“Comfort on a plate.” That’s chef Sayat Ozyilmaz’s description of su borek, his San Francisco restaurant’s Middle Eastern pasta dish.
“The idea of Middle Eastern pastas has never been celebrated as a cohesive concept,” says Ozyilmaz, who shares an owner-executive chef title with his wife Laura at Dalida Mediterranean restaurant. “For instance, our su borek is traditionally made, akin to a breakfast lasagna, humbly garnished with feta and parsley. It would tradionally be served from a small, one-trick kiosk, and the shop would close by 3 p.m. We’ve turned this dish completely upside down and modernized it for dinner service.”
Ozyilmaz explains the transformation.
“We open our sheets of yufka (Turkish flatbread), cook them and gingerly layer them with barrel-aged feta, parsley and mozzarella. Then we cut the pastry into slices and pan-roast them with butter and comte cheese. Currently, we are serving it with a spinach comte sauce and pine nuts. It’s basically a fluffy dough ball with a gentle crispy crust, served with a cheesy sauce.”
The menu of Dalida, which opened in June at the Presidio, offers two other Middle Eastern pastas: manti and erishte. The manti is described as “butter-roasted lamb dumplings” with garlic yogurt and tomato sauce.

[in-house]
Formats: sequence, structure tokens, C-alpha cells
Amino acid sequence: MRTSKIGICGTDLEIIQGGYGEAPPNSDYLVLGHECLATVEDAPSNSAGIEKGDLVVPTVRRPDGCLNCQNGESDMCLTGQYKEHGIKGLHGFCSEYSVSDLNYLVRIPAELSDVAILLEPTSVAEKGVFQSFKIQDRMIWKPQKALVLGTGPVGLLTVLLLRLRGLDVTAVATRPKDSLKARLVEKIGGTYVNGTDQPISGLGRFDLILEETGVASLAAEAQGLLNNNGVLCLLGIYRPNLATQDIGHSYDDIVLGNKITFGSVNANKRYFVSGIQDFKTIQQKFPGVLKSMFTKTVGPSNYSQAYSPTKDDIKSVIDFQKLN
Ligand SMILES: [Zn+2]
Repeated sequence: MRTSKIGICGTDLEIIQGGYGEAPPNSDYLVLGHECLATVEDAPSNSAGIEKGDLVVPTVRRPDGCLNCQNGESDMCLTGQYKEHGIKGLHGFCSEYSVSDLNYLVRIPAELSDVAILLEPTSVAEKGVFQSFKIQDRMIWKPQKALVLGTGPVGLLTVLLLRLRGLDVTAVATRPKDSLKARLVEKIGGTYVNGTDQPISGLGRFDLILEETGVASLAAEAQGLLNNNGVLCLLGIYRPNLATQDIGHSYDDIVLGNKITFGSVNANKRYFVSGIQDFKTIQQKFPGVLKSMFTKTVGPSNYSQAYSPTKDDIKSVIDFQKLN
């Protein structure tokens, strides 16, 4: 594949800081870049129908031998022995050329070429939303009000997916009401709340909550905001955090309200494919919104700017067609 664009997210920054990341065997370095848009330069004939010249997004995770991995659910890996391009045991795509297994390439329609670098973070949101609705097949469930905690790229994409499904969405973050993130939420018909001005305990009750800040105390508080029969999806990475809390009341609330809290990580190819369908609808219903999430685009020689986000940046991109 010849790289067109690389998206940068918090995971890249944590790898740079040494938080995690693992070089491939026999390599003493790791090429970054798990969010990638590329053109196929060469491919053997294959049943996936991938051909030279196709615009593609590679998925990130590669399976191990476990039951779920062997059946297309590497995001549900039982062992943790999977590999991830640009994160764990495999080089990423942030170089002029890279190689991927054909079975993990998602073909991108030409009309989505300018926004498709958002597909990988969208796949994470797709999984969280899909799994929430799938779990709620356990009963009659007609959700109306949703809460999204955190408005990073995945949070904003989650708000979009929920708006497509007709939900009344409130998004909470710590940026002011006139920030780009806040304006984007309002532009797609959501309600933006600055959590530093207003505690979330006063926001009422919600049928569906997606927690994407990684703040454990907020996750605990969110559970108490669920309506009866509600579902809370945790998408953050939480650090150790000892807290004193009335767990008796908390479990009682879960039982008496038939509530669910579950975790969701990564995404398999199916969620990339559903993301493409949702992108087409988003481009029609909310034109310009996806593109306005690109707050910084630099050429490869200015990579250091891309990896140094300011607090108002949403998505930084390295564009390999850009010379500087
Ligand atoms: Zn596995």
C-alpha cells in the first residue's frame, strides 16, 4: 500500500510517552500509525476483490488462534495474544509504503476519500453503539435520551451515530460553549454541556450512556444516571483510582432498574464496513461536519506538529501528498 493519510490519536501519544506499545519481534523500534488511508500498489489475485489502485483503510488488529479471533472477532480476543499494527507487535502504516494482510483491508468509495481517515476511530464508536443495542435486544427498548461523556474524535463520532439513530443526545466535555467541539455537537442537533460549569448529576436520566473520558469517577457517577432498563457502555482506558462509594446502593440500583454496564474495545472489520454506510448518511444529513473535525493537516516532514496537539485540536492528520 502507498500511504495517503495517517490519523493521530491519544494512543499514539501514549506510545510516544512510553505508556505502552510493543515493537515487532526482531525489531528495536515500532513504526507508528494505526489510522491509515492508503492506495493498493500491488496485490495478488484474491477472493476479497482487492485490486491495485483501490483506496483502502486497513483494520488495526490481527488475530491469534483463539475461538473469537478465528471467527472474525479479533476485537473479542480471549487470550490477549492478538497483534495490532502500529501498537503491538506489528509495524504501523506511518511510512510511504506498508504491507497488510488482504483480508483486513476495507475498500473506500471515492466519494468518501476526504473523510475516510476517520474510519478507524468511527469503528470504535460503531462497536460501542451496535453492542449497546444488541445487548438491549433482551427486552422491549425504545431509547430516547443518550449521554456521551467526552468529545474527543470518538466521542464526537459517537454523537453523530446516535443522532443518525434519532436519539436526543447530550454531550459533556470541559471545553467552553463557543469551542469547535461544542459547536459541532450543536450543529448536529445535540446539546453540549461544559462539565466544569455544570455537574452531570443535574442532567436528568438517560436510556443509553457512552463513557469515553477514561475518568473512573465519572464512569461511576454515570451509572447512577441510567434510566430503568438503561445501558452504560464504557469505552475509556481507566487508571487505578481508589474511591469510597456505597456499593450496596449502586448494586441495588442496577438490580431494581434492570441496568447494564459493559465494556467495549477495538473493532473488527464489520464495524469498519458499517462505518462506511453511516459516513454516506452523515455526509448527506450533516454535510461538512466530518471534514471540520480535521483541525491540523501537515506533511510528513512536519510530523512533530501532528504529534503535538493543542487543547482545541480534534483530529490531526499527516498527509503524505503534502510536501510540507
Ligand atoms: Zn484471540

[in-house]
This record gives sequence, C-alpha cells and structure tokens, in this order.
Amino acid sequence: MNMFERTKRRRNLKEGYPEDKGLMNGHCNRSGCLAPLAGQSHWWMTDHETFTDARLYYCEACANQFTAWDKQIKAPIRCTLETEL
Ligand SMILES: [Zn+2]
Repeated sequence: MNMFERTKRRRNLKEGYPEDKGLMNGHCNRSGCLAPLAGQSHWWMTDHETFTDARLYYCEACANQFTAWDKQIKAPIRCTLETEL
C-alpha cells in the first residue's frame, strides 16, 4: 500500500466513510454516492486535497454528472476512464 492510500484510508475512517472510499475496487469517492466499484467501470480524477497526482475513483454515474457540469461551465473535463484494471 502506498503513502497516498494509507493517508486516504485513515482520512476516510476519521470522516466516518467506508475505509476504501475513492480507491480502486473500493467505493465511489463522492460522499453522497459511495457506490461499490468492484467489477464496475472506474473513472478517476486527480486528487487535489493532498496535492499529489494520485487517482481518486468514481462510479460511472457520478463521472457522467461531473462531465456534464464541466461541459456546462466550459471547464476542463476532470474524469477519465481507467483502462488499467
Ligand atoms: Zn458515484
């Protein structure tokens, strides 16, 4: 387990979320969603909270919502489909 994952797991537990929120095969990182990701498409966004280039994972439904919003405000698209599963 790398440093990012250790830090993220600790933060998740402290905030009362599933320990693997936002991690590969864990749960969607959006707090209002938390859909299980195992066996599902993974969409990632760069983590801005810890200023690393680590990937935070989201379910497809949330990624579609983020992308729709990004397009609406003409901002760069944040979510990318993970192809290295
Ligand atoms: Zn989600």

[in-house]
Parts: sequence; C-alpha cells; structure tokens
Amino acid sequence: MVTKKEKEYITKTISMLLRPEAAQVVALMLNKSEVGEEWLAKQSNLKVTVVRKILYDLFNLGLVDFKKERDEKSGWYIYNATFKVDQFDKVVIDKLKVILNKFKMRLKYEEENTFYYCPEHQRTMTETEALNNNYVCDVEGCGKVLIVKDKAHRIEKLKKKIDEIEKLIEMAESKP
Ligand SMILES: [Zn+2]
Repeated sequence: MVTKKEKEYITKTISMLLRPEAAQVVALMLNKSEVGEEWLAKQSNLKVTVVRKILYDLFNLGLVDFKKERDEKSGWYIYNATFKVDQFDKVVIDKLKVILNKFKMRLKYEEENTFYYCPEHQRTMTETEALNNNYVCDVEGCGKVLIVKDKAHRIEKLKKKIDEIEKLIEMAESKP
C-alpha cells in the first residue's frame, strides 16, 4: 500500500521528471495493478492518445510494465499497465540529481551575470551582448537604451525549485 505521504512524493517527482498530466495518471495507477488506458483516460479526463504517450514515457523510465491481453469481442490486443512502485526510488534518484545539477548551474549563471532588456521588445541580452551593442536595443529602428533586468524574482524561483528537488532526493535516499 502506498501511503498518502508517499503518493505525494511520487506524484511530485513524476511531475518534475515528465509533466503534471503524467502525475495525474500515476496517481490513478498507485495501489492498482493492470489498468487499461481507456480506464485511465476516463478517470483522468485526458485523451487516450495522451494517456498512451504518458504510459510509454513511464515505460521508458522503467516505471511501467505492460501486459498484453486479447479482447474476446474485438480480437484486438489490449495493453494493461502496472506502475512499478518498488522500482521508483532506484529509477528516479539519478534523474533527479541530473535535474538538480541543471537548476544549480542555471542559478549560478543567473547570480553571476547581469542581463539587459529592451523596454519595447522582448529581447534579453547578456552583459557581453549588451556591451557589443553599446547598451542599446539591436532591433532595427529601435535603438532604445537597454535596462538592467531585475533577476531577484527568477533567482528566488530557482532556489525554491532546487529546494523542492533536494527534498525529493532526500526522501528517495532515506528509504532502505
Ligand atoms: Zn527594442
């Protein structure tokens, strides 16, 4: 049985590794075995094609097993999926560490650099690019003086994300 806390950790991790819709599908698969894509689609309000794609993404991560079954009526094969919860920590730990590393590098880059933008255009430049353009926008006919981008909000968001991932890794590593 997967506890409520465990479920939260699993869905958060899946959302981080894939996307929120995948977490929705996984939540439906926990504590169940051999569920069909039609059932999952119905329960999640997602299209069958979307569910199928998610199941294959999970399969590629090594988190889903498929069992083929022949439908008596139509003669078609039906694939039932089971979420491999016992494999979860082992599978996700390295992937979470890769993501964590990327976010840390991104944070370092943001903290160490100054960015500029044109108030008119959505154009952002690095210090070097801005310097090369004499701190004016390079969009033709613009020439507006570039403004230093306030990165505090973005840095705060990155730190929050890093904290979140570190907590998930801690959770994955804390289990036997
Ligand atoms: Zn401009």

Erishte is “humbly presented with walnuts, tulum cheese and a gentle butter coating,” Ozyilmaz says. “We turned this into a butter-roasted noodle with wild morels from Shasta County, favas from the Central Valley and a white wine sauce made with an unoaked California chardonnay.”
Noodle and pasta traditions in the Middle East “are very rich,” Laura Ozyilmaz says. “Crete makes a carob-flour pasta and often serves it with snails. Iran makes noodles into ash reshteh (a Persian noodle soup). On a recent trip to Nemea, Geece, we had one of our favorite fresh pasta dishes: tomato and butter stewed seafood orzo.”
Any hints for cooks at home attempting to make their first Middle Eastern pastas?
“There is a concept in Turkey that’s called yalanci manti,” Sayat says. “Instead of stuffing dumplings one by one, you can technically create the same experience with minced meat and noodles. The magic is in the sauce — the pairing of garlic yogurt and tomato sauce.”
Sayat’s mother cooked a basic kavurma — sauteed lamb and onions.
“She would then serve the meat over spaghetti with garlic yogurt and tomato sauce,” he says. “This really plays well with the idea of cooling and warming flavors of Persian cuisine — yogurt to cool and zesty tomato sauce to warm.”
Laura, who is originally from Mexico, attended Centro Culinario Ambrosia in Mexico City and continued her education at New York’s Culinary Institute of America. There, she met Sayat, who is originally from Istanbul, Turkey, and earned an economics degree from Dartmouth College in New Hampshire. Each worked at well-known New York restaurants before moving to San Francisco.
“We cooked at some of the best restaurants in New York and got hitched in my hometown, Acapulco,” Laura says. “For our honeymoon, we worked as stagiaires (interns working in professional kitchens) at more than 20 restaurants across Mexico and the United States, but, of all the places we visited, we picked San Francisco as our home.”
Their San Fracisco restaurant seats 120 diners and is located on the southwest corner of the Main Parade Lawn in the Presidio. The Presidio is a 1,491-acre national park adjacent to the Golden Gate Bridge that has more visitors than the Grand Canyon or Yosemite National Park.